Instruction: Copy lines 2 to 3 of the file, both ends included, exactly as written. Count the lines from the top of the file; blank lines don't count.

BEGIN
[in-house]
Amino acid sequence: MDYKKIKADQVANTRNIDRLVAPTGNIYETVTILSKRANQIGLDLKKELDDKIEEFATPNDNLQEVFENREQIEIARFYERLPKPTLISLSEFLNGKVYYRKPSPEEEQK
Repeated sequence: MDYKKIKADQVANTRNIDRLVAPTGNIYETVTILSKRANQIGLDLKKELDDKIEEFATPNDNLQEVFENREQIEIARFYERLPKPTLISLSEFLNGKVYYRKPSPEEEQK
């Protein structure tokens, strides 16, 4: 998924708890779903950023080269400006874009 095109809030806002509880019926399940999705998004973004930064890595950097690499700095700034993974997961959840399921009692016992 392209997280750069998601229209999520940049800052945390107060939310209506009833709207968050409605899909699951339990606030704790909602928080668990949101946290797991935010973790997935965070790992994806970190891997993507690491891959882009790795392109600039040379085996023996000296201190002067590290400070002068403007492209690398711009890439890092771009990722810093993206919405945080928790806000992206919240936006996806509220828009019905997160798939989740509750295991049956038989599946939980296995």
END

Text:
Amino acid sequence: MDYKKIKADQVANTRNIDRLVAPTGNIYETVTILSKRANQIGLDLKKELDDKIEEFATPNDNLQEVFENREQIEIARFYERLPKPTLISLSEFLNGKVYYRKPSPEEEQK
Repeated sequence: MDYKKIKADQVANTRNIDRLVAPTGNIYETVTILSKRANQIGLDLKKELDDKIEEFATPNDNLQEVFENREQIEIARFYERLPKPTLISLSEFLNGKVYYRKPSPEEEQK